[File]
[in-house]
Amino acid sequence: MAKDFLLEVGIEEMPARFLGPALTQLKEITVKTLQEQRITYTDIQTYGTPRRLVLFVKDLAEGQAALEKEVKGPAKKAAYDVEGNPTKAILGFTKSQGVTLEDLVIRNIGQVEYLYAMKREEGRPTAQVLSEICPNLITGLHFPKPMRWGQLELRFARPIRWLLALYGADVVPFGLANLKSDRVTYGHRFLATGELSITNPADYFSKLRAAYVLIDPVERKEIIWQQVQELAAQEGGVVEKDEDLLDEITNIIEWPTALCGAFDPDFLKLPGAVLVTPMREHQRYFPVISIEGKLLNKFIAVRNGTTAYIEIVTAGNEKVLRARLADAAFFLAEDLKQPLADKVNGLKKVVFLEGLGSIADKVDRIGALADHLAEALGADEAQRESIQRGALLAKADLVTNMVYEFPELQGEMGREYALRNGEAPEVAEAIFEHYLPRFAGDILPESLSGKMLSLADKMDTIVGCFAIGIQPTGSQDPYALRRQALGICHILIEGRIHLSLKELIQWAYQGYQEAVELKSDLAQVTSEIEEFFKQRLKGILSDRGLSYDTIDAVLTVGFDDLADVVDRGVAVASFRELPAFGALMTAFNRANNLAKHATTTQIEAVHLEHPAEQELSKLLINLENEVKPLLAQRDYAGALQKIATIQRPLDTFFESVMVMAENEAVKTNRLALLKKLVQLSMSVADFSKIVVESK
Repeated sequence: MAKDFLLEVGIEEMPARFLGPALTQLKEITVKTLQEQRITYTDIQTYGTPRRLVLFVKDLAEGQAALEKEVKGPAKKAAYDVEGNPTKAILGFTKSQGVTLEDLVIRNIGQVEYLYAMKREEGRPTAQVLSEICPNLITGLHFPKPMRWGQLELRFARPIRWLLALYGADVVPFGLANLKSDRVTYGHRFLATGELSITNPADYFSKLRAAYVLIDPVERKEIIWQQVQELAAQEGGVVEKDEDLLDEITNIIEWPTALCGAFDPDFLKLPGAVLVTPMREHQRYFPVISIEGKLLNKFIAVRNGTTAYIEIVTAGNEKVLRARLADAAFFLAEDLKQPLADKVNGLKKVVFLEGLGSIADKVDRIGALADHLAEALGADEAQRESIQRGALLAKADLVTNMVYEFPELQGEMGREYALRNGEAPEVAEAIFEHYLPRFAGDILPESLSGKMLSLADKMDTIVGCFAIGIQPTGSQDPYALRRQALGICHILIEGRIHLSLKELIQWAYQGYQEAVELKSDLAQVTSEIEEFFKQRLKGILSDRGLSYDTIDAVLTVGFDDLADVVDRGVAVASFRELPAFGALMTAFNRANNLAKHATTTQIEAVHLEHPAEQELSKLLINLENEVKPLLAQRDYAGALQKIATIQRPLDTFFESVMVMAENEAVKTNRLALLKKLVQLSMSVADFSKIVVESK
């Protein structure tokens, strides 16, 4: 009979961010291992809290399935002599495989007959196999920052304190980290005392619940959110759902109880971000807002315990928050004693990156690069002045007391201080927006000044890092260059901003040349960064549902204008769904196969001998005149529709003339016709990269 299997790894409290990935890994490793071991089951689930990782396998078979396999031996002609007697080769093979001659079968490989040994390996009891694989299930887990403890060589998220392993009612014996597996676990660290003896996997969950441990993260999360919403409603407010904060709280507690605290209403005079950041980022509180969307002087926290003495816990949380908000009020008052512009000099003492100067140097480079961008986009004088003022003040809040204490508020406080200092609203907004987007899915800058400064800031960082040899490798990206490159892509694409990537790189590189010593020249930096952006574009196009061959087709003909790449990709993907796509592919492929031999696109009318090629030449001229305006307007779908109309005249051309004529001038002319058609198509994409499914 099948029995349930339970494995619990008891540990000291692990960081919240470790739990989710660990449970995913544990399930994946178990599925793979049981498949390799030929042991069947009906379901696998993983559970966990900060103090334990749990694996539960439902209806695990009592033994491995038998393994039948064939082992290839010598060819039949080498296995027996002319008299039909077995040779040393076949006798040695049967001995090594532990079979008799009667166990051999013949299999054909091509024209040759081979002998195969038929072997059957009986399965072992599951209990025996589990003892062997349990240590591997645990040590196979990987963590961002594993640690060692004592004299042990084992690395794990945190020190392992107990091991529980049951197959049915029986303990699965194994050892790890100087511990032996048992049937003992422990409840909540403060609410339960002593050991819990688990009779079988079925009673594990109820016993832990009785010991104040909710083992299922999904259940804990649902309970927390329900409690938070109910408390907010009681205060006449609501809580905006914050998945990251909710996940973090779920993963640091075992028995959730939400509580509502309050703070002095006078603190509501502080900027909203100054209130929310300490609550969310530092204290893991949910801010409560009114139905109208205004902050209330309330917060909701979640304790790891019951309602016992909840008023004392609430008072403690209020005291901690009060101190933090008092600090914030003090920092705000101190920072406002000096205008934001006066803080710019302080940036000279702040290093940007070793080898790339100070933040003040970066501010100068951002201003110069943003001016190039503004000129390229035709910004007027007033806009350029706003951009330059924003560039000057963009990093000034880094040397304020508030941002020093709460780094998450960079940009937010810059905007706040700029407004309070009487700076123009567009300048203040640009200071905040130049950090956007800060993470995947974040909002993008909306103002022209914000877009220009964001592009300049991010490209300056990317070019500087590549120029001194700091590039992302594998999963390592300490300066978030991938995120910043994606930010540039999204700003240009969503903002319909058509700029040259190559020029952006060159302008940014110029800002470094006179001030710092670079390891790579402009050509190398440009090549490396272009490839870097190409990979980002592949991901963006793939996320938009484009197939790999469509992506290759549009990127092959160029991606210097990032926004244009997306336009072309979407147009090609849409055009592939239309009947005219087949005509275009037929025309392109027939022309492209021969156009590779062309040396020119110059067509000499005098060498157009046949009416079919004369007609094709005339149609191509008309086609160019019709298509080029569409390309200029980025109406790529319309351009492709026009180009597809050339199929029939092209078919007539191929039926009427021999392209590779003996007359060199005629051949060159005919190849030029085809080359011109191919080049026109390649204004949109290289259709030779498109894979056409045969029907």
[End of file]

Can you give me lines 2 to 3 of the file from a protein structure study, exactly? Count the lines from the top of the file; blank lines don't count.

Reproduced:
Amino acid sequence: MAKDFLLEVGIEEMPARFLGPALTQLKEITVKTLQEQRITYTDIQTYGTPRRLVLFVKDLAEGQAALEKEVKGPAKKAAYDVEGNPTKAILGFTKSQGVTLEDLVIRNIGQVEYLYAMKREEGRPTAQVLSEICPNLITGLHFPKPMRWGQLELRFARPIRWLLALYGADVVPFGLANLKSDRVTYGHRFLATGELSITNPADYFSKLRAAYVLIDPVERKEIIWQQVQELAAQEGGVVEKDEDLLDEITNIIEWPTALCGAFDPDFLKLPGAVLVTPMREHQRYFPVISIEGKLLNKFIAVRNGTTAYIEIVTAGNEKVLRARLADAAFFLAEDLKQPLADKVNGLKKVVFLEGLGSIADKVDRIGALADHLAEALGADEAQRESIQRGALLAKADLVTNMVYEFPELQGEMGREYALRNGEAPEVAEAIFEHYLPRFAGDILPESLSGKMLSLADKMDTIVGCFAIGIQPTGSQDPYALRRQALGICHILIEGRIHLSLKELIQWAYQGYQEAVELKSDLAQVTSEIEEFFKQRLKGILSDRGLSYDTIDAVLTVGFDDLADVVDRGVAVASFRELPAFGALMTAFNRANNLAKHATTTQIEAVHLEHPAEQELSKLLINLENEVKPLLAQRDYAGALQKIATIQRPLDTFFESVMVMAENEAVKTNRLALLKKLVQLSMSVADFSKIVVESK
Repeated sequence: MAKDFLLEVGIEEMPARFLGPALTQLKEITVKTLQEQRITYTDIQTYGTPRRLVLFVKDLAEGQAALEKEVKGPAKKAAYDVEGNPTKAILGFTKSQGVTLEDLVIRNIGQVEYLYAMKREEGRPTAQVLSEICPNLITGLHFPKPMRWGQLELRFARPIRWLLALYGADVVPFGLANLKSDRVTYGHRFLATGELSITNPADYFSKLRAAYVLIDPVERKEIIWQQVQELAAQEGGVVEKDEDLLDEITNIIEWPTALCGAFDPDFLKLPGAVLVTPMREHQRYFPVISIEGKLLNKFIAVRNGTTAYIEIVTAGNEKVLRARLADAAFFLAEDLKQPLADKVNGLKKVVFLEGLGSIADKVDRIGALADHLAEALGADEAQRESIQRGALLAKADLVTNMVYEFPELQGEMGREYALRNGEAPEVAEAIFEHYLPRFAGDILPESLSGKMLSLADKMDTIVGCFAIGIQPTGSQDPYALRRQALGICHILIEGRIHLSLKELIQWAYQGYQEAVELKSDLAQVTSEIEEFFKQRLKGILSDRGLSYDTIDAVLTVGFDDLADVVDRGVAVASFRELPAFGALMTAFNRANNLAKHATTTQIEAVHLEHPAEQELSKLLINLENEVKPLLAQRDYAGALQKIATIQRPLDTFFESVMVMAENEAVKTNRLALLKKLVQLSMSVADFSKIVVESK